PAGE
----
This is the end to a series I have been writing based on photo prompts for flash fiction. I decided that for any readers that have missed the first two parts, it might be nice if you knew what was going on; so the first two sections are repeats.
As I started it in 100 word bursts, I think I shall continue that format: mini chapters, so to speak. Always fun to try out a new format.
(although I totally cheated on the last burst)
The lights glared out over the field, illuminating the dark night. The teacher nervously circled the gazebo, again counting children huddled miserably in the center.
The teacher stood, peering out, hoping for the noise of a bus engine. Straining, her ears caught a noise from the back of the gazebo. Whirling, she saw a strange boy.
The boy stared expressionlessly at her, then the children. Then he raised a hand and pointed behind her. At the same moment headlights swept the gazebo, drawing her gaze. When she glanced back, the boy was gone.
Unnerved, she hurriedly gathered children and instruments.
Alexa sat at her desk, smiling at her students as they ran for the door as the last bell rang. Coats and backpacks flapped behind them as they streamed out. Billy stopped and shyly fumbled an apple from the depths of his pack, plopping it on Alexa’s desk before running after his classmates.
Sitting back in her chair, Alexa’s smile faded as she brought up her laptop and looked at the picture she had found earlier during her lunch.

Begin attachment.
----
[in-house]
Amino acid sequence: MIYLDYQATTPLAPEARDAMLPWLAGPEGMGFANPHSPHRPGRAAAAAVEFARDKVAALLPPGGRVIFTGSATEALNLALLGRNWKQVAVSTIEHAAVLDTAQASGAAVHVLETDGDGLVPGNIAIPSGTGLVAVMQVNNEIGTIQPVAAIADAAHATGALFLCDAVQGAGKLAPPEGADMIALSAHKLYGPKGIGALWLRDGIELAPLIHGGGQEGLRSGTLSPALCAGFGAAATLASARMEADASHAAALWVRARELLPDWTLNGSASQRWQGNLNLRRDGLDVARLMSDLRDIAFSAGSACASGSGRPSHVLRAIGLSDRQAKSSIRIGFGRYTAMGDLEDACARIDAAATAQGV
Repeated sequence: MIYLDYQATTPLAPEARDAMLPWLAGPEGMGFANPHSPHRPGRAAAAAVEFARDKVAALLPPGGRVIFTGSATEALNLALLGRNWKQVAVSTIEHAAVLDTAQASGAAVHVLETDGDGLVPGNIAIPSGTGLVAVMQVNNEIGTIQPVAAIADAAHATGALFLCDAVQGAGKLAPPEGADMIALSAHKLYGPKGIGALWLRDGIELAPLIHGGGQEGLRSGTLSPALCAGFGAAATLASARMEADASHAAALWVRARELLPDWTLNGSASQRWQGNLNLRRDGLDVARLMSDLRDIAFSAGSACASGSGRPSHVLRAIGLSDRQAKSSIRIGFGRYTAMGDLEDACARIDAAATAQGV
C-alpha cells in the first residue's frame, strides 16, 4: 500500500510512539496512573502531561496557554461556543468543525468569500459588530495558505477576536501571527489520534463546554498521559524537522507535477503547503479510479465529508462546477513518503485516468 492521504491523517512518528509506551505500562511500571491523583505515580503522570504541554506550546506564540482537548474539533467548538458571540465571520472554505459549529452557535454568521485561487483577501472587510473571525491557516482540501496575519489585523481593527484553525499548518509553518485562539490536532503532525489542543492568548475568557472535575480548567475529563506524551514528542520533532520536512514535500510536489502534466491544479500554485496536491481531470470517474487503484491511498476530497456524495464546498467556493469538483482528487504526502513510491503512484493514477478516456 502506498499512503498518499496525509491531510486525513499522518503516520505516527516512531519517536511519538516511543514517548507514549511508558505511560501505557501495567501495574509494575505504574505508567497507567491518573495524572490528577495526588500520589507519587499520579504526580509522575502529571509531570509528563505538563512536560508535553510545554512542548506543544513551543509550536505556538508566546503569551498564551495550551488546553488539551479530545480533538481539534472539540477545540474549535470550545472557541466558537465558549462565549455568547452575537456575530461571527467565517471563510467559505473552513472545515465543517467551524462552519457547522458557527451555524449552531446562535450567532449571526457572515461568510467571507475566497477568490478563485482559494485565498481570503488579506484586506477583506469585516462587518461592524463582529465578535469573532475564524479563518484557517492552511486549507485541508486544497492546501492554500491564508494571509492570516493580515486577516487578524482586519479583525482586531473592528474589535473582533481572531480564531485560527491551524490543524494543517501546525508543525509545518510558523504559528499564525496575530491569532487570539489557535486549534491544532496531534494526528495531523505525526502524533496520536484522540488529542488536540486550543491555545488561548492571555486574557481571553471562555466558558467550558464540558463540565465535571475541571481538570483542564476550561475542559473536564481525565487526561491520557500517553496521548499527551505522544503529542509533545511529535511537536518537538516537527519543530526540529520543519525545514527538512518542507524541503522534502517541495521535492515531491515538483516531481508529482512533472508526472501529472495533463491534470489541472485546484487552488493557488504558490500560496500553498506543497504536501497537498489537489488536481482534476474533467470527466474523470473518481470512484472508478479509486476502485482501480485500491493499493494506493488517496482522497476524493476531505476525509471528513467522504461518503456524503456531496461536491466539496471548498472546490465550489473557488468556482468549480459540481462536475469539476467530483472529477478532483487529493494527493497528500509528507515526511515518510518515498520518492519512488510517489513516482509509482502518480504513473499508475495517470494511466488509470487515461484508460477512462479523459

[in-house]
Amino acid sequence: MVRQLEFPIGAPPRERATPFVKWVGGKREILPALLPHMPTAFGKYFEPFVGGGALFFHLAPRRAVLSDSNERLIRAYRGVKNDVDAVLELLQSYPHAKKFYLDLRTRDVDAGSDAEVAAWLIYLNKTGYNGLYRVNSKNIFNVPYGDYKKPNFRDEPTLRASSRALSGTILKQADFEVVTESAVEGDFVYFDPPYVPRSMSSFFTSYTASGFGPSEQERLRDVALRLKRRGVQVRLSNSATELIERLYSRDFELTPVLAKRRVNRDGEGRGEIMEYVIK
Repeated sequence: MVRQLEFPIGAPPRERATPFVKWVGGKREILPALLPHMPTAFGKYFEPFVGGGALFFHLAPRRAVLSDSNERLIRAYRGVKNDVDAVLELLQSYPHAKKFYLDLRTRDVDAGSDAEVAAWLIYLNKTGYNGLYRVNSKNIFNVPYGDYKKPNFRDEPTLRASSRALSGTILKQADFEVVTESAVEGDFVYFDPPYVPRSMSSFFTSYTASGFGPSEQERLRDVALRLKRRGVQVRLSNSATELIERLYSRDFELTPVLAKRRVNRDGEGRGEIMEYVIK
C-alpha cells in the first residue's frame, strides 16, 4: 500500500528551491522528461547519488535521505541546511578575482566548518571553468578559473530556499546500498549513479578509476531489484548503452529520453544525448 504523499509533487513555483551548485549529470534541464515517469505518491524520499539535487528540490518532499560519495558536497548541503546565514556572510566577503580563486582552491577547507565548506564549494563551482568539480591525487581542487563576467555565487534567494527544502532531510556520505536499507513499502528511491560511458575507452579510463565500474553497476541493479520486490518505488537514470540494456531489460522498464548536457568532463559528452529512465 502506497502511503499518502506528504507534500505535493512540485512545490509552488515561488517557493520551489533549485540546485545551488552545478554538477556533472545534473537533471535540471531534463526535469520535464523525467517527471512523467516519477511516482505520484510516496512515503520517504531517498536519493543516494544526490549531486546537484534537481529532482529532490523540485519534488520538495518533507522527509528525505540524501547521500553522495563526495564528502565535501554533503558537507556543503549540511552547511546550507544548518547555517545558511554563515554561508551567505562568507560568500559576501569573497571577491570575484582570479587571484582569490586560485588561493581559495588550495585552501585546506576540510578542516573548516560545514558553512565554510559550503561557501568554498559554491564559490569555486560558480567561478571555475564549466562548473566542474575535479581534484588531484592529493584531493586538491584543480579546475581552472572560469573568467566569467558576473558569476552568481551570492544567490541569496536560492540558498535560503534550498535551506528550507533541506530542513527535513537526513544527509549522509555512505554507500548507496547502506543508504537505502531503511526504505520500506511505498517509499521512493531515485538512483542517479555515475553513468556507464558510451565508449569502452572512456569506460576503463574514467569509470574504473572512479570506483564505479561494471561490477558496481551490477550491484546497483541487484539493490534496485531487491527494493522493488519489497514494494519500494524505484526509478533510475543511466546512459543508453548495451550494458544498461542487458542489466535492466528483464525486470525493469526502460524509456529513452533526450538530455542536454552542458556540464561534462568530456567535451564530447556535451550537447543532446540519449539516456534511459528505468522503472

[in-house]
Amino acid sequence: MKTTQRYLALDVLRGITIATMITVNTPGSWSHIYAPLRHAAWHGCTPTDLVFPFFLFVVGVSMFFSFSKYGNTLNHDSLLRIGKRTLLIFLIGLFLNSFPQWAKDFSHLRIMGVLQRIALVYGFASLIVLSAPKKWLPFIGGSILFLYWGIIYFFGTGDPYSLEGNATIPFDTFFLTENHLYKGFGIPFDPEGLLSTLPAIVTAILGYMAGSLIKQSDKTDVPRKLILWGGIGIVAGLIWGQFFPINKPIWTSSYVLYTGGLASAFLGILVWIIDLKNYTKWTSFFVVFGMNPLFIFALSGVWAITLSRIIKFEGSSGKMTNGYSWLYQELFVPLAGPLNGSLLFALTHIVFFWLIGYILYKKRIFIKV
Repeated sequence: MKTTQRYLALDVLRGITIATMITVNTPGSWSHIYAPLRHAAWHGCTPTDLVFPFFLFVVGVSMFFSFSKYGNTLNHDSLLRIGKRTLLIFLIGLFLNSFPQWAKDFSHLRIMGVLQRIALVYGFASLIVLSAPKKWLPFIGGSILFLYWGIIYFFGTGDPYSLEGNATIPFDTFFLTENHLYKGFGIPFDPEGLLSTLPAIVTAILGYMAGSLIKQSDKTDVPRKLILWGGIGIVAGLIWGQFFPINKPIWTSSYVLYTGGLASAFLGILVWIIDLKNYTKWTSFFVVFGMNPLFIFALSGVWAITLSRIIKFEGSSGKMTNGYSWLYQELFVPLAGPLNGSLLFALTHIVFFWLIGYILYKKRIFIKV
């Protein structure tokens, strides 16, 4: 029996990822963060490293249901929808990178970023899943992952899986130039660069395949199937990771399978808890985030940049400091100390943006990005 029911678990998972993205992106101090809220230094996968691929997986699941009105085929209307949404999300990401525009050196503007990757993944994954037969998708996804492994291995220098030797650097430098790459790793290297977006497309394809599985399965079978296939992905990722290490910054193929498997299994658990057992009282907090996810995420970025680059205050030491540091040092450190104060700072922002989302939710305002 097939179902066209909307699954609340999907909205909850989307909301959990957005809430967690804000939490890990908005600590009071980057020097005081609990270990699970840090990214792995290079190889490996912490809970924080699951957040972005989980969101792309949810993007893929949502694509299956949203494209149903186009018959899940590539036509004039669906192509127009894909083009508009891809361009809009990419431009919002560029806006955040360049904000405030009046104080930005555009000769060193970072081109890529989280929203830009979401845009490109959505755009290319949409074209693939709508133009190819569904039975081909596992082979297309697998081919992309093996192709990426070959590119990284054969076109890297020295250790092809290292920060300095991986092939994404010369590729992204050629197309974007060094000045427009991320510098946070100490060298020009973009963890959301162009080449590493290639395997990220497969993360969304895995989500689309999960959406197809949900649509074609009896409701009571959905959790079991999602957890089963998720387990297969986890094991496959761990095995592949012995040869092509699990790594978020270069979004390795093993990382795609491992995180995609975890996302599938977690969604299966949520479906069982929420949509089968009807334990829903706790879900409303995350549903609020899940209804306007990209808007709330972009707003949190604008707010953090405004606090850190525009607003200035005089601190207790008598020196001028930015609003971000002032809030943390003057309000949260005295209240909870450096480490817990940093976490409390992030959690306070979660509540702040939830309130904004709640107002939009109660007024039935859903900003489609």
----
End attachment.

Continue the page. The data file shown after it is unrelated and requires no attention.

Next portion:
“Hey, what’s up?” Abby, a fellow teacher poked her head in Alexa’s doorway, and then came in when Alexa didn’t answer.
Alexa looked at her friend, and then turned the computer around. Abby looked at the picture, and then frowned at Alexa.
“That’s the old school that burned down. The property that it’s on backs up onto the park where the band plays in the gazebo,” Alexa explained.
“The one you got stuck at last week when the bus broke down? Okay, but who cares?”
“Look further down the screen, the picture of the boy, Brian Torumel.”
Abby shrugged her shoulders. “I see him, so what?”
“They think he set the fire, but couldn’t get out. He burned in the school.” Alexa looked at the picture, and then took a deep breath. “I saw him last week at the gazebo, right before the bus came.”
Looking up, she saw Abby’s mouth gaping open. Abby shut it, shook her head, and asked, “Could you say that again?”
“I saw him. I don’t know why, but he was there and he pointed at me, then the bus came and he disappeared.”
“So what does he want with you?” Abby asked.
“I don’t know,” Alexa said, loving her friend for her simple belief. “But I think I should find out.”
Alexa sat in the gazebo as the sun set, armed with a flashlight and Billy’s apple. Was she crazy? Who comes out looking for a ghost in the dark? She did, she thought gloomily. Too much Poe.
Of course, Poe began her love affair with literature that lead to her being a teacher. Guess she couldn’t blame him too much. Unless she died tonight. Then she was definitely blaming him. Alexa nodded her head defiantly as she bit into the apple.
Alexa shivered, wishing she had brought Abby. The creepy feeling that she had felt when she and the children were stranded slid over her.
“Brian?” she asked softly.
The boy, tall and gawky with adolescence, startled. Again he raised his hand and pointed at her.
“What do you need?” she asked. “Why are you here? Is it because you burned the school down?”
The ghost shook his head violently and backed away. He was twisting his hands, his thin shoulders hunched and his brown eyes were scared.
“You didn’t burn the school down?” Alexa questioned gently. “What happened? Can you-can you tell me?”
The boy—Brian, she corrected in her head—looked around nervously, and started backing away.